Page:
20th Anniversary TLDR: Daredevil and Phone Booth (2003)
Some of Colin's earliest performances.
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Plot: He dwells in a world of eternal night, but the blackness is filled with sounds and scents, tastes and textures that most cannot perceive. Although attorney Matt Murdock is blind, his other four senses function with superhuman sharpness. By day, Murdock represents the downtrodden. At night he is Daredevil, a masked vigilante stalking the dark streets of the city, a relentless avenger of justice.
Direction: Director and screenwriter Mark Steven Johnson has had one weird ass career. From writing Grumpy Old Men and Jack Frost to directing the very similar Ghost Rider to rom-com directorial efforts like When in Rome and Love, Guaranteed. I miss when Marvel movies just weren't a big deal, so could be helmed by random people like this.
Screenplay: I could definitely do without lines like, "I hope justice is found here today, before justice finds you." Or, "Watching from the darkness. Forever in darkness. A guardian devil." Or ESPECIALLY, "They say your whole life flashes before your eyes when you die. And it's true, even for a blind man.” I mean, they are funny as hell. And they are very 2003 and very Ben Affleck and very this is a comic book movie who gives a shit, but this one, in particular, takes it a little far sometimes.
Performances: Sometimes, I wish I didn't but I love Ben Affleck. I know he hated this movie and you even feel that sometimes, but his floppy hair early-aughts bullshit is perfect for this his floppy hair early-aughts bullshit. Jennifer Garner kicks some ass (I kinda want to watch the Elektra spin-off, I know I know...), Michael Clarke Duncan was the perfect choice for a live-action Kingpin, but Colin Farrell steals the show. Unencumbered by the limits of struggling through a crappy American accent, he gets to just go balls to the wall. I don't watch WWE, but this is what I would imagine it would be like if I did like it. Does that make sense?
Cinematography: Boo-hoo, boo-hoo, but I miss the days when stupid movies were allowed to look stupid. Cinematographer Ericson Core also shot the first Fast and Furious, as well as shooting his own directorial efforts like Togo and the Point Break remake. His work feels like a PS2 game and I mean that lovingly.
Best moment: The playground fight between Matt Murdock and Elektra. It was elektric.
Fun fact: According to IMDB: (at around 2 mins) The rat in the opening sequence is entirely CGI, the result of a real one not moving appropriately during filming. (Who writes this shit?)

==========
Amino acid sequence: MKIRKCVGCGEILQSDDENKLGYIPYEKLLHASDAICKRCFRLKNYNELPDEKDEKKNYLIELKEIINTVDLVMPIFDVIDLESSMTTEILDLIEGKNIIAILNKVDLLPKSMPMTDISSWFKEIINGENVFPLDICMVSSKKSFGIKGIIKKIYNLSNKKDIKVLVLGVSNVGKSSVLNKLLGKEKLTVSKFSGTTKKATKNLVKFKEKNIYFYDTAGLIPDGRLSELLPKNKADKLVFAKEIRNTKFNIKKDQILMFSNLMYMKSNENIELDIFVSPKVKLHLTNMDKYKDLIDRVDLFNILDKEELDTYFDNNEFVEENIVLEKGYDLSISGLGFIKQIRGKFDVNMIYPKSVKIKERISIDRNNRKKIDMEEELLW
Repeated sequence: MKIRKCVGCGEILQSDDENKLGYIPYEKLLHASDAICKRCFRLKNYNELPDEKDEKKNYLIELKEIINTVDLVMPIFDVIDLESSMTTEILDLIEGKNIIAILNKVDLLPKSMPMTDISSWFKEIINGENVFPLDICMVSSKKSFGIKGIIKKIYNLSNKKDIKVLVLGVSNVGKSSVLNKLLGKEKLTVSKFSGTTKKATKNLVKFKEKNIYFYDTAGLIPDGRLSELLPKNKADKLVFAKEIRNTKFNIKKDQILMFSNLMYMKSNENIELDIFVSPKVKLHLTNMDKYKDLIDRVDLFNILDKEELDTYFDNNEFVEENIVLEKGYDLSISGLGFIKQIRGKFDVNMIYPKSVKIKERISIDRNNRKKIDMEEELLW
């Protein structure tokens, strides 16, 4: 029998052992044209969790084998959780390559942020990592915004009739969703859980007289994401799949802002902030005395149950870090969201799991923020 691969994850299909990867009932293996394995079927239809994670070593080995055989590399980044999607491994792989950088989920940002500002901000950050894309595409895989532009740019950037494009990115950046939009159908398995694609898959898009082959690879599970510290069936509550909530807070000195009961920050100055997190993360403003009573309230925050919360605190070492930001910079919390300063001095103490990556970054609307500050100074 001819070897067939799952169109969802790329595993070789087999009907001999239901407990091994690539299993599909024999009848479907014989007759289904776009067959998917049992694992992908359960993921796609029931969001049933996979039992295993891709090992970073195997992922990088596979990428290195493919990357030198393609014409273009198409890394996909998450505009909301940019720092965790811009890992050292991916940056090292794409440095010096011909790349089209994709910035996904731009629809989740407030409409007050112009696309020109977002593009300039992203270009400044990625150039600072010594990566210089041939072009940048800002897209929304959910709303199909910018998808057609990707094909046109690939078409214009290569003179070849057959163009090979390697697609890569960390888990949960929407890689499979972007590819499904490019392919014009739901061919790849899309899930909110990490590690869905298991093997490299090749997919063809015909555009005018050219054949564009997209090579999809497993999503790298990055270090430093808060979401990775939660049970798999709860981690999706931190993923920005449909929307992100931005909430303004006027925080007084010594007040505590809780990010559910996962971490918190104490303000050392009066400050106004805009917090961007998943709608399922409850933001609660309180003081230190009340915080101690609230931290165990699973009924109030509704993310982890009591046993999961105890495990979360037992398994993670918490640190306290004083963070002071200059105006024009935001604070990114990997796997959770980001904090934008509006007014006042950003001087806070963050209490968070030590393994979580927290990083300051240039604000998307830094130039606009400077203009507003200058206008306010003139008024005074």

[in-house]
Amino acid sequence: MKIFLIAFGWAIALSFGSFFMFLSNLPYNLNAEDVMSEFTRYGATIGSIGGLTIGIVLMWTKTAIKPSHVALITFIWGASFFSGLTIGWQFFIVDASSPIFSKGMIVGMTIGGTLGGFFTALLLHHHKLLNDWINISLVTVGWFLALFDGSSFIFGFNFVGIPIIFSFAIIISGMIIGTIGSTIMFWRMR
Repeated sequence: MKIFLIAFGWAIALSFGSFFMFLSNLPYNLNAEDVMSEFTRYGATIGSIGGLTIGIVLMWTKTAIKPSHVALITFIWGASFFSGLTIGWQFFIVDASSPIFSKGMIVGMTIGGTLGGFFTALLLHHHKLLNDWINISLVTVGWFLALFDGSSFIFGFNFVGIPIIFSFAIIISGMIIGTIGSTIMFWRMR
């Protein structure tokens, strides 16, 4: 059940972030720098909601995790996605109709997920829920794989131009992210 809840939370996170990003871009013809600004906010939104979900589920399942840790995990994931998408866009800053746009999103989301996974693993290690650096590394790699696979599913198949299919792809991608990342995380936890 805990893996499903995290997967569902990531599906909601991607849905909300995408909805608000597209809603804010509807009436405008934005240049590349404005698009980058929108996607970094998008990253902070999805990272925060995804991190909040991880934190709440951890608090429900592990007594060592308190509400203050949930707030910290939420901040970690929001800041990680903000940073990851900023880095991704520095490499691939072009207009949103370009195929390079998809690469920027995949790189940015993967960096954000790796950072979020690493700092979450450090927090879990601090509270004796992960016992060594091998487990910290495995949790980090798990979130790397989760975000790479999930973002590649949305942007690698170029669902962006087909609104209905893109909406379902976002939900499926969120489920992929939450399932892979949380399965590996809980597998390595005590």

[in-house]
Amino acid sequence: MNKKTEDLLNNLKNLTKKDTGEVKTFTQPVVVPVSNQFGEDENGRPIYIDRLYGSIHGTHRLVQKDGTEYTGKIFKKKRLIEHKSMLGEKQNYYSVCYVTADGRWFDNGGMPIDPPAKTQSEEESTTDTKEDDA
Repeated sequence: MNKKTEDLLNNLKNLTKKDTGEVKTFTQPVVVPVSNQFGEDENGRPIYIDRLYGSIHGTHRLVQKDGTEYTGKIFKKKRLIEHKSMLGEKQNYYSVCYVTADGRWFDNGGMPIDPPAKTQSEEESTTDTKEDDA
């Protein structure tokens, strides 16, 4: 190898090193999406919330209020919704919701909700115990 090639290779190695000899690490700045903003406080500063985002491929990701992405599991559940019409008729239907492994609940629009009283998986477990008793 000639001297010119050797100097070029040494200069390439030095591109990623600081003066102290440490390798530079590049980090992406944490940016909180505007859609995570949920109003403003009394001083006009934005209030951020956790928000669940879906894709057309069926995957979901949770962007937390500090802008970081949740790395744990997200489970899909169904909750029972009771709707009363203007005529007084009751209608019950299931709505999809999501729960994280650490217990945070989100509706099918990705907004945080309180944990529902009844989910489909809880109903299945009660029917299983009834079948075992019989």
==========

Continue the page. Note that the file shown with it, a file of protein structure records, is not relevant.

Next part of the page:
Imaginary accolade: Best Movie Starring Two (Soon-To-Be Married) Red Sox Fans
Everything is too long. Is it too long? Remember when comic book movies could be an hour and forty minutes? Those were the days.
Rating: 3 Colin Farrell 2003 movies out of 6.
Phone Booth (2003)
Plot: A slick New York publicist who picks up a ringing receiver in a phone booth is told that if he hangs up, he’ll be killed… and the little red light from a laser rifle sight is proof that the caller isn’t kidding.
Direction: Joel Schumacher, the very best at over-the-top, over-directs the hell out of this one with on-the-street video footage, split-screen scenes, and picture-in-picture phone calls. I love that he gives every movie its own distinct flair. His style is the movie's style and that can go from prestige to camp with varying levels of success, (for example, I love Batman Forever, but just can't get on board with Batman and Robin) but the one thing I think he always does well is dramatic tension, (A Time to Kill is a personal favorite). His tendency to lean silly with a movie this silly is a perfect match.
Screenplay: Larry Cohen is known for some wacky stuff, everything from writing Maniac Cop to working behind the camera for Q: The Winged Serpent. However, he beats it all with the line, "Get the fuck outta here before I call Hillary and have you deported to New Jersey!"
Performances: Kiefer Sutherland does his best Roger L. Jackson, Katie Holmes does her best Britney Spears, and Forest Whitaker does his best Forest Whitaker. It's Colin Farrell's movie, though. He's definitely green as this is one of his earliest roles, and his Bronx accent sounds very Irish. It's amazing that this is just a few ticks away from Daredevil, where he seems so confident.
Cinematography: Matthew Libatique is Darren Aronofsky's go-to DP. Shocker, I know, that Joel Schumacher and Darren Aronofsky both like(d) his work.
Best moment: Colin's big speech.
Fun fact #1: Larry Cohen pitched this movie to Alfred Hitchcock in the '60s.
Fun fact #2: The film's release got bumped from November 2002 to April 2003 in large part to its similarities to the October 2002 D.C. Sniper attacks.
Fun fact #3: I was once...propositioned...exactly like Colin's character was by the third...woman who approached the booth.
Everything is too long. Is it too long? On the seventh day, God rested. On the eighth day, he made 80-minute movies.
Rating: 3 out of 5 free pizzas.
Credit: Each plot synopsis comes from Letterboxd via TMDb.
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I’ve really come to appreciate Colin Farrell’s work in the past few years. Especially with his performance in The Batman where he is absolutely unrecognizable. With In Bruges (2008), it shows that he’s at his very best working with his frequent collaborators Brendan Gleeson and Martin McDonagh. He might just take home his first Oscar this weekend for their recent collaboration. It’d be very well deserved.